Writing About Conservation
The goal of JCMS is to communicate advances in conservation and museum studies – and that form of communication is, of course, in writing. This past summer, when I heard that JCMS was being revived, I was delighted, and immediately agreed to join the new editorial board. It is a homecoming, of sorts, since I founded JCMS in 1996 while earning a certificate in archaeological conservation from UCL. Currently, I am an instructor at the Sweetland Center for Writing at the University of Michigan, as well as a writer and editor. I specialize in writing in the sciences, working every day helping students and researchers write and publish their findings. It's important work, because research that isn't written up and published is, for all intents and purposes, lost.
Sometimes that research isn't published because, I believe, most people find writing to be difficult. I certainly agree – I am always happier "having written" something, than I am actually "writing" the piece. Fortunately, in the sciences – and conservation is one of those wonderful disciplines that works at the border between the sciences and the humanities – there's a basic structure that most peer-reviewed articles follow. It's called IMRaD: Introduction, Methods, Results, and Discussion.
The sections of conservation papers aren't always labeled with those words (though a quick search shows many are), but the papers' content reflects them. The "Introduction" might not be named, but it always comes first. It tells readers why the research is important, what is currently known about the topic, and which hypothesis is being tested or which research question is being asked. It lets the readers in on what they need to know to understand the rest of the paper.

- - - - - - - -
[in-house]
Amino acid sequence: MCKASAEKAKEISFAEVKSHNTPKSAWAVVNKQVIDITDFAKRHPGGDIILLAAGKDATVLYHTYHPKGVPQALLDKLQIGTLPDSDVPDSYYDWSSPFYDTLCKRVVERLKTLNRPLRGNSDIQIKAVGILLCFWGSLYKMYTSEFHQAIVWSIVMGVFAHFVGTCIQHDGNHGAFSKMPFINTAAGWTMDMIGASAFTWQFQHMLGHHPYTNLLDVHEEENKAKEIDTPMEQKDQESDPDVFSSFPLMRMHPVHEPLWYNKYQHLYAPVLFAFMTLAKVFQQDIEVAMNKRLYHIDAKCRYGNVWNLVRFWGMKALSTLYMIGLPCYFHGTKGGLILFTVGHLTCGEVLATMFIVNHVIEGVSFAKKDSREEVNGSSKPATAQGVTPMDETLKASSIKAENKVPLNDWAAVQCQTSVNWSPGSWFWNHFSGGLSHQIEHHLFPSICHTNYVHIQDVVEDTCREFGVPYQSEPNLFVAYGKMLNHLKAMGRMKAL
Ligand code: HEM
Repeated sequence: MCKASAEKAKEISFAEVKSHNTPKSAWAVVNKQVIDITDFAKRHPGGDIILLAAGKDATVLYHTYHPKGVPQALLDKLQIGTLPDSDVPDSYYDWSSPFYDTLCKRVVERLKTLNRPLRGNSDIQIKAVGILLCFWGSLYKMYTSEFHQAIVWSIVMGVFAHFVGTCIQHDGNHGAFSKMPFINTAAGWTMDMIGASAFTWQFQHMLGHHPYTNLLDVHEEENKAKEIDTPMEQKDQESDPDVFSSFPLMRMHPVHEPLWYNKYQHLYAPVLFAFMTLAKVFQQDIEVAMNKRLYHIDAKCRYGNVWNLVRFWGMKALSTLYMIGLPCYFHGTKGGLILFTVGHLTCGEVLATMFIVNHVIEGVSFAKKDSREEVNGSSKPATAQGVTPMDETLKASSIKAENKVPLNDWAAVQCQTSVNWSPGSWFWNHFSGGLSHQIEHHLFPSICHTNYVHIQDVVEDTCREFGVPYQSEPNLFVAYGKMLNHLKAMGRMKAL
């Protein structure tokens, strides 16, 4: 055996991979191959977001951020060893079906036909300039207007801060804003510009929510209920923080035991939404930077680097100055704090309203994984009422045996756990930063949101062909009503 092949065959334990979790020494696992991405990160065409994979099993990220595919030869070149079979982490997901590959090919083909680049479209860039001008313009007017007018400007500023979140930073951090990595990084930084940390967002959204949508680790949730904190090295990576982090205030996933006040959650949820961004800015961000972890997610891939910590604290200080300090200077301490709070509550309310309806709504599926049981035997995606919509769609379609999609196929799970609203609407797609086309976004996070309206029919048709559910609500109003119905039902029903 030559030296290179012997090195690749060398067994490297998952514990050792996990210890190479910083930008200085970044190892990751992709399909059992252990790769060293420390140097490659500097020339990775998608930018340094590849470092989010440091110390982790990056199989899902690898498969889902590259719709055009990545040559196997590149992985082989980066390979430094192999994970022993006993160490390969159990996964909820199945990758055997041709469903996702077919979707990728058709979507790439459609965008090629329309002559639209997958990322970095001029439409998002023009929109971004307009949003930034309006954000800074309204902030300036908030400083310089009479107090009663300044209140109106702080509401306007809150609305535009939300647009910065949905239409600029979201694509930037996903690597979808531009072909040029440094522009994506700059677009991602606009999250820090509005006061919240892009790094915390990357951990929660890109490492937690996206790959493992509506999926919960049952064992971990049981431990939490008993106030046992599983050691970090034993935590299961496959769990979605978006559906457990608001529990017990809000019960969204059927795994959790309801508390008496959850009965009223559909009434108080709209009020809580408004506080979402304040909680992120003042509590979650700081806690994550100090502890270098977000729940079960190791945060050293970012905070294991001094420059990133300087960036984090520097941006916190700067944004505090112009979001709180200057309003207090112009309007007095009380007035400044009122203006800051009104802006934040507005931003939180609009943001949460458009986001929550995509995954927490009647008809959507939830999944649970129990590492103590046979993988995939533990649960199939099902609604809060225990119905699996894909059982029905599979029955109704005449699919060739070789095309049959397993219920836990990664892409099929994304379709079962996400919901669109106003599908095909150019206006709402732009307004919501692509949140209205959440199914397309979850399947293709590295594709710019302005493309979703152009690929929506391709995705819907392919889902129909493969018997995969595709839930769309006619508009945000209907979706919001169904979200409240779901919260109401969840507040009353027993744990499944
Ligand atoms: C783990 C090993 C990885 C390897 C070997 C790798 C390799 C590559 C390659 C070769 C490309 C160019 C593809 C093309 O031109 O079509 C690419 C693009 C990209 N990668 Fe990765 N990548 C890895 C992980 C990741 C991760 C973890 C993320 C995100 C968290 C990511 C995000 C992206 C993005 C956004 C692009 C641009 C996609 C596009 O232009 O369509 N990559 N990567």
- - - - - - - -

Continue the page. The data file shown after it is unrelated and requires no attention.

Sometimes the "Methods" section is called "analysis" or "experimental" or "design," depending on the research presented. Sometimes it's simply labeled by the method or methods used. But this is the cookbook part of the paper – this is how the research was done. It's there to convince readers that the researchers used appropriate techniques, and to give details so future researchers can replicate or advance the work done.
Results might, in some cases, be more accurately named "observations" or grouped with the conclusion. But if they stand alone, they should, as you would expect, describe the basic information learned, but without (yet) explaining the implications of what was learned.
Explanation is what happens in the conclusion. If the introduction is positioning the research in the context of what was known before, the conclusion is meant to position the work in the context of what will come next. How does this work agree with or disagree with what has been previously researched? What new questions have been raised? What new directions have been suggested? How has our thinking been changed by this research?
Of course, this may well be obvious to you. After all, you've likely read hundreds of peer-reviewed articles in conservation. But please remember to explain this structure to the students you work with. Every week I work with aspiring scientists who are surprised that there is an underlying structure to writing in the sciences. These students don't have the advantage of having read as many papers as you have. They don't realize that you don't always read papers front to back. They haven't internalized the idea that they can skip to the end to find the main conclusion, or focus on the methods to learn about how they might approach their new project.
A confusing paper isn't usually confusing because the material is too complicated. It's confusing because it isn't written clearly enough. When you write, think of yourself as a guide for the reader. You're writing up your research because you learned something important, and you think others will also find it important. Do everything you can to help the reader do less work. As an expert, why not make it easier for your readers to understand your advances in conservation and museum studies?
PS: There are two papers that I find valuable for my own writing, and in teaching writing. They are:
Gopen G and Swan J 1990 The science of scientific writing. American Scientist 78: 550–558.
Plaxco, K W 2010 The art of writing science. Protein Science 19: 2261–2266, DOI: http://dx.doi.org/10.1002/pro.514.